Tuesday, August 14, 2007

Restore the Draft? What a Bad Idea

Steve Levitt, of Freakonomics fame, hits one out of the park:

If the problem is that not enough young people are volunteering to fight in Iraq, there are two reasonable solutions: 1) take the troops out of Iraq; or 2) compensate soldiers well enough that they are willing to enlist.

The idea that a draft presents a reasonable solution is completely backwards. First, it puts the “wrong” people in the military — people who are either uninterested in a military life, not well equipped for one, or who put a very high value on doing something else. From an economic perspective, those are all decent reasons for not wanting to be in the military. (I understand that there are other perspectives — for example, a sense of debt or duty to one’s country — but if a person feels that way, it will be factored into his or her interest in military life.)

One thing markets are good at is allocating people to tasks. They accomplish this through wages. As such, we should pay U.S. soldiers a fair wage to compensate them for the risks they take! A draft is essentially a large, very concentrated tax on those who are drafted. Economic theory tells us that is an extremely inefficient way to accomplish our goal.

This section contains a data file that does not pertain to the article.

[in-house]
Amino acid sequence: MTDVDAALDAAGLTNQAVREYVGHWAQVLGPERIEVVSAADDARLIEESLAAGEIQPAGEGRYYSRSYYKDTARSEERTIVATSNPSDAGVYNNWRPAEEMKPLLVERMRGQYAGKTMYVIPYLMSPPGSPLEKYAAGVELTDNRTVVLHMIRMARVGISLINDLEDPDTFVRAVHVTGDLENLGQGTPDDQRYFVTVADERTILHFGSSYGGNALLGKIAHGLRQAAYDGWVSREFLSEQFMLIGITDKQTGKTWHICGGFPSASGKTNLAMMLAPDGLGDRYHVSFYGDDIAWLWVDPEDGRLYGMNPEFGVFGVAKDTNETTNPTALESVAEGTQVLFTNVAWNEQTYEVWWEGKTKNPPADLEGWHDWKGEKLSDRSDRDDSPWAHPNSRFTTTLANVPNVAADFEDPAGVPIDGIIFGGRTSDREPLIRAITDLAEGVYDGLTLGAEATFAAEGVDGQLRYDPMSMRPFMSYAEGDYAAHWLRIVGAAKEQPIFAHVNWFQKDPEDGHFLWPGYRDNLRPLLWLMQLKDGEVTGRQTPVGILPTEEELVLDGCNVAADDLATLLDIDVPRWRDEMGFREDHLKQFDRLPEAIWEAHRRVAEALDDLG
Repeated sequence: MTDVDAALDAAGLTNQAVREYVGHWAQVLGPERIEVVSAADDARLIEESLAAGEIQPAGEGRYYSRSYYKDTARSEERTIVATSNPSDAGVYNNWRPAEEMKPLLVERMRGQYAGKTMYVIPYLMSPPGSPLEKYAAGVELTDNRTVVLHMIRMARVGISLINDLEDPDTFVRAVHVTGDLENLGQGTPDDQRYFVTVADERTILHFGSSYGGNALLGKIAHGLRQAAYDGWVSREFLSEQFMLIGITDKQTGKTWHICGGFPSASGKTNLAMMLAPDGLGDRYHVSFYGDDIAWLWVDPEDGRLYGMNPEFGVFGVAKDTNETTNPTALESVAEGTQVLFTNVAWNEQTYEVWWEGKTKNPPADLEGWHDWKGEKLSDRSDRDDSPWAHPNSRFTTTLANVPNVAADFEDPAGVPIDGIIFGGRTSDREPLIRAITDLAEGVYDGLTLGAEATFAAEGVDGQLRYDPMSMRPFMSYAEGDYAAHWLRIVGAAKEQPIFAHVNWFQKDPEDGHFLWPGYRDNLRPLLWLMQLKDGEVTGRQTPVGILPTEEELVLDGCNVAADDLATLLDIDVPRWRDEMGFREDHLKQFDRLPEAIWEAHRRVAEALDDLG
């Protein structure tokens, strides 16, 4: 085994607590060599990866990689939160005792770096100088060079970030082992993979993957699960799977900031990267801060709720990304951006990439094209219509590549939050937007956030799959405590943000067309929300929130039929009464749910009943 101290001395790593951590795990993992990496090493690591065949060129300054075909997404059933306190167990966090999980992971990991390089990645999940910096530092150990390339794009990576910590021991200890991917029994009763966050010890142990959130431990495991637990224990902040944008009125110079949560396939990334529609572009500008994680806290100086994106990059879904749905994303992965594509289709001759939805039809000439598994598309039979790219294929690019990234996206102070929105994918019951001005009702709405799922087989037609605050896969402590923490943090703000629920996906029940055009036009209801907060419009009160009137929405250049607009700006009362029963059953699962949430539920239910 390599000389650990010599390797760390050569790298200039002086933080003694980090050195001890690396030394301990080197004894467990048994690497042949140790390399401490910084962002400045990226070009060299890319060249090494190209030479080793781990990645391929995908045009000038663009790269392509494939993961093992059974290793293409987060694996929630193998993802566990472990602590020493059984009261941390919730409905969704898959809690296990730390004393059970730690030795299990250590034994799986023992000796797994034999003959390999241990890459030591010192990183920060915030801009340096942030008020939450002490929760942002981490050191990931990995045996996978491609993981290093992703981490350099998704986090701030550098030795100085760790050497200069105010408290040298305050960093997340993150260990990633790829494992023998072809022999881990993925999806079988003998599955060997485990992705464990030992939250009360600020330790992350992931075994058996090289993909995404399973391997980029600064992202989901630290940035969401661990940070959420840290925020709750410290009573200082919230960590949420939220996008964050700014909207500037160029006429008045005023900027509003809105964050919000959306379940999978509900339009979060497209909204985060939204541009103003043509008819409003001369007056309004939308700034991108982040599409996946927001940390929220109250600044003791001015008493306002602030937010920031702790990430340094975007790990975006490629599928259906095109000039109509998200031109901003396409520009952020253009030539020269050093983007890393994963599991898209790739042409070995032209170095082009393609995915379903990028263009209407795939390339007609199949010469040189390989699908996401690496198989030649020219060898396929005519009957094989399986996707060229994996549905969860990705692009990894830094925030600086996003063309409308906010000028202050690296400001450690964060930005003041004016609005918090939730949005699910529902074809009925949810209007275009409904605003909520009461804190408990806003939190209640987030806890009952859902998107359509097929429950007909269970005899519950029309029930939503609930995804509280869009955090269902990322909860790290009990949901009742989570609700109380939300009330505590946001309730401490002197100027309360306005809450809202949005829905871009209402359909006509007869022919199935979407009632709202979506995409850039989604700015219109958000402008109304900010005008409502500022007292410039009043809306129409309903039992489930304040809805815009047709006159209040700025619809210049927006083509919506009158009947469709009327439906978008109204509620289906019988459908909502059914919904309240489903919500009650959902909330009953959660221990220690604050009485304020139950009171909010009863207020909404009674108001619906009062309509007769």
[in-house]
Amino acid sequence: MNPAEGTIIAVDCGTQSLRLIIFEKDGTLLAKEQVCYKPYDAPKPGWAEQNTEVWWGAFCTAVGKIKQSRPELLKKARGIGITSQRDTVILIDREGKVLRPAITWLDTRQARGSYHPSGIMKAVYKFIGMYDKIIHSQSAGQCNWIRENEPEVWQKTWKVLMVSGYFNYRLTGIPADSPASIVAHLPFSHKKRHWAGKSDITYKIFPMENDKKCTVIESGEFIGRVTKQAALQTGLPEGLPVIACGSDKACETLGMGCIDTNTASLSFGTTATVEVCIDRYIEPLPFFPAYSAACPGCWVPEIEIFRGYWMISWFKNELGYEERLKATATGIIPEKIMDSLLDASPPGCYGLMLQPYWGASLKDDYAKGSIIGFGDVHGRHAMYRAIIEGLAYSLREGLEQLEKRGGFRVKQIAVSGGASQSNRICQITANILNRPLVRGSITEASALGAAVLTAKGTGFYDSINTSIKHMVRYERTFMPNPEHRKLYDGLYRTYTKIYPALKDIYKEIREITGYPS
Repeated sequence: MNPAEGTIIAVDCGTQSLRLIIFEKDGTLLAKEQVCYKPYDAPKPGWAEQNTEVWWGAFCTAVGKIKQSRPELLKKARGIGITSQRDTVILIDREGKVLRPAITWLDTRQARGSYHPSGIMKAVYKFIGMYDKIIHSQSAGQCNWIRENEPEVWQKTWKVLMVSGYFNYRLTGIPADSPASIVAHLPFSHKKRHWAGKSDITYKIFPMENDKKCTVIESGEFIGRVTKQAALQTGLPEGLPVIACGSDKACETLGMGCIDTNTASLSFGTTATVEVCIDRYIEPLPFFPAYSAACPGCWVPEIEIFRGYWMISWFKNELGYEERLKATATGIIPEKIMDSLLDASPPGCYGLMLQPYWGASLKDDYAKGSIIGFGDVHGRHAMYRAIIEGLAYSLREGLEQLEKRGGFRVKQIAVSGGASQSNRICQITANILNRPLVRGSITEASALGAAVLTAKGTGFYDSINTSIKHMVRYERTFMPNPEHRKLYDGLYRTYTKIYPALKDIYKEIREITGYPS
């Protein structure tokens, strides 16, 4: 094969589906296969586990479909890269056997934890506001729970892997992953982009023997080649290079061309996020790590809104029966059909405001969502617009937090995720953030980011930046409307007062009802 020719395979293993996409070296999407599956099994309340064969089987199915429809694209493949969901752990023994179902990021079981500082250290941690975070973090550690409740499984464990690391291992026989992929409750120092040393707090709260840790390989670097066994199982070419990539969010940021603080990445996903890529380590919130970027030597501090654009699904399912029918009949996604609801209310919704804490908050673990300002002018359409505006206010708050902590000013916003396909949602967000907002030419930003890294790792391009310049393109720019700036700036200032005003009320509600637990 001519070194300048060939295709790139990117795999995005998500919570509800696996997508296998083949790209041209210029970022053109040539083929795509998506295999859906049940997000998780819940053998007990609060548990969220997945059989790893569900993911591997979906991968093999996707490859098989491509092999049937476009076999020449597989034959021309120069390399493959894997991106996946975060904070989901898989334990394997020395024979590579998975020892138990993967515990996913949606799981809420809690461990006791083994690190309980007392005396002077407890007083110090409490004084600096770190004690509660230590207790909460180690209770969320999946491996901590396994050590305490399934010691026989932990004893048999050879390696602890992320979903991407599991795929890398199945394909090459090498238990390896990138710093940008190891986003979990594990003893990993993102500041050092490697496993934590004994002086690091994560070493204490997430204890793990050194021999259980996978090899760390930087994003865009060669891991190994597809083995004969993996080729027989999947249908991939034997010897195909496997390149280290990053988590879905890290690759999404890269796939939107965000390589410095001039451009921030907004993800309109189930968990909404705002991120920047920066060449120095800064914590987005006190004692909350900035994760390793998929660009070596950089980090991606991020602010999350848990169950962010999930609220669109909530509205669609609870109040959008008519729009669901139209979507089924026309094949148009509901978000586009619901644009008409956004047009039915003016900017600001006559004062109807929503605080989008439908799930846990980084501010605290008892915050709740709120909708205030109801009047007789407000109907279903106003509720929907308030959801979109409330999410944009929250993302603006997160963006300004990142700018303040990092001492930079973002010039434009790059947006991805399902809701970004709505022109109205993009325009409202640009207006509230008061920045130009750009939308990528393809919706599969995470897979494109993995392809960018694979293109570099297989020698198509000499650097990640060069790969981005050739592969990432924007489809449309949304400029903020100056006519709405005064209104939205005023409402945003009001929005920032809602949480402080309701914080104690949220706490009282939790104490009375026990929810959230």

Critics might argue that sending less economically-advantaged kids to die in Iraq is inherently unfair. While I wouldn’t disagree that it’s unfair that some people are born rich and others poor, given that income disparity exists in this country, you’d have to possess a low opinion of the decision-making ability of military enlistees to say that a draft makes more sense than a volunteer army. Given the options they face, the men and women joining the military are choosing that option over the others available to them. A draft may make sense as an attempt to reduce inequality; but in a world filled with inequality, letting people choose their own paths is better than dictating one for them.

No comments: